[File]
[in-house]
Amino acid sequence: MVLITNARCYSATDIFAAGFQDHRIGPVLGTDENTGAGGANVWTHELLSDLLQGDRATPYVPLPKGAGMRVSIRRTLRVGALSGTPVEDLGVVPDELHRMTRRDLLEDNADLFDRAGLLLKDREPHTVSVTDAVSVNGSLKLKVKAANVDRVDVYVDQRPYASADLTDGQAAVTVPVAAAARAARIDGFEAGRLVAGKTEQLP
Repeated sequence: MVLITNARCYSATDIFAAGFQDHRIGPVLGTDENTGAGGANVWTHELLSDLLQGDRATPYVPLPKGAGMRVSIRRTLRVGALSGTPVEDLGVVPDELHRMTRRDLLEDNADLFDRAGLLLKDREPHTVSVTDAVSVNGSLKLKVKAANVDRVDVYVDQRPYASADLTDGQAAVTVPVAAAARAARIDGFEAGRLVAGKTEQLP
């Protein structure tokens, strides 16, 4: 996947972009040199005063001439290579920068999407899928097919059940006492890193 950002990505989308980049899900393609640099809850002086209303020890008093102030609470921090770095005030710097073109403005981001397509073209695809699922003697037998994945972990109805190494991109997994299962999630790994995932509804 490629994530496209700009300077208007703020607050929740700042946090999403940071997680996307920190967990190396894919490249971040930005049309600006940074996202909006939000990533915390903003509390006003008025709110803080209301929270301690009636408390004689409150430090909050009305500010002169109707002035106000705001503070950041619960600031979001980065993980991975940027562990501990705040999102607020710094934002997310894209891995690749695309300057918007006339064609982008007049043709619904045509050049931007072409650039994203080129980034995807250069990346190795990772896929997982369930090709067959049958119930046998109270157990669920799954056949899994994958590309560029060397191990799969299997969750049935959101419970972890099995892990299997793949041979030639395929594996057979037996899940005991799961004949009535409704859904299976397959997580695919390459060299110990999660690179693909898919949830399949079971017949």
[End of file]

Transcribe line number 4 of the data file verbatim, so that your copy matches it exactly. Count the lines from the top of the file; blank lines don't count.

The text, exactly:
């Protein structure tokens, strides 16, 4: 996947972009040199005063001439290579920068999407899928097919059940006492890193 950002990505989308980049899900393609640099809850002086209303020890008093102030609470921090770095005030710097073109403005981001397509073209695809699922003697037998994945972990109805190494991109997994299962999630790994995932509804 490629994530496209700009300077208007703020607050929740700042946090999403940071997680996307920190967990190396894919490249971040930005049309600006940074996202909006939000990533915390903003509390006003008025709110803080209301929270301690009636408390004689409150430090909050009305500010002169109707002035106000705001503070950041619960600031979001980065993980991975940027562990501990705040999102607020710094934002997310894209891995690749695309300057918007006339064609982008007049043709619904045509050049931007072409650039994203080129980034995807250069990346190795990772896929997982369930090709067959049958119930046998109270157990669920799954056949899994994958590309560029060397191990799969299997969750049935959101419970972890099995892990299997793949041979030639395929594996057979037996899940005991799961004949009535409704859904299976397959997580695919390459060299110990999660690179693909898919949830399949079971017949």